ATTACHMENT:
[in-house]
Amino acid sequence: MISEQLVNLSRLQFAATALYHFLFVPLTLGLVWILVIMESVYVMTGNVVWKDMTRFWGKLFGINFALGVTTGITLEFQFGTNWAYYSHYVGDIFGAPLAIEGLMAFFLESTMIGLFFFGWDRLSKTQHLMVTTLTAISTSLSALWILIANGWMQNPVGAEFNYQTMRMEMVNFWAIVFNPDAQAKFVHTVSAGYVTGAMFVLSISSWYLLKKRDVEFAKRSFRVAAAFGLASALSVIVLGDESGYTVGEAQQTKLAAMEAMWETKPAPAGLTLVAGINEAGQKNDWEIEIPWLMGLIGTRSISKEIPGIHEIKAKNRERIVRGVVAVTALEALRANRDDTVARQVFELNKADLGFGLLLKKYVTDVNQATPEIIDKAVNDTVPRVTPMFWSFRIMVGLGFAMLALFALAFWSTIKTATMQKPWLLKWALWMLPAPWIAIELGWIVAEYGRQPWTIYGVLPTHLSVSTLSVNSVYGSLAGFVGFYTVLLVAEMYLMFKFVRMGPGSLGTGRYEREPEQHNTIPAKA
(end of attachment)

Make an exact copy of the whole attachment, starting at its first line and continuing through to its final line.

[in-house]
Amino acid sequence: MISEQLVNLSRLQFAATALYHFLFVPLTLGLVWILVIMESVYVMTGNVVWKDMTRFWGKLFGINFALGVTTGITLEFQFGTNWAYYSHYVGDIFGAPLAIEGLMAFFLESTMIGLFFFGWDRLSKTQHLMVTTLTAISTSLSALWILIANGWMQNPVGAEFNYQTMRMEMVNFWAIVFNPDAQAKFVHTVSAGYVTGAMFVLSISSWYLLKKRDVEFAKRSFRVAAAFGLASALSVIVLGDESGYTVGEAQQTKLAAMEAMWETKPAPAGLTLVAGINEAGQKNDWEIEIPWLMGLIGTRSISKEIPGIHEIKAKNRERIVRGVVAVTALEALRANRDDTVARQVFELNKADLGFGLLLKKYVTDVNQATPEIIDKAVNDTVPRVTPMFWSFRIMVGLGFAMLALFALAFWSTIKTATMQKPWLLKWALWMLPAPWIAIELGWIVAEYGRQPWTIYGVLPTHLSVSTLSVNSVYGSLAGFVGFYTVLLVAEMYLMFKFVRMGPGSLGTGRYEREPEQHNTIPAKA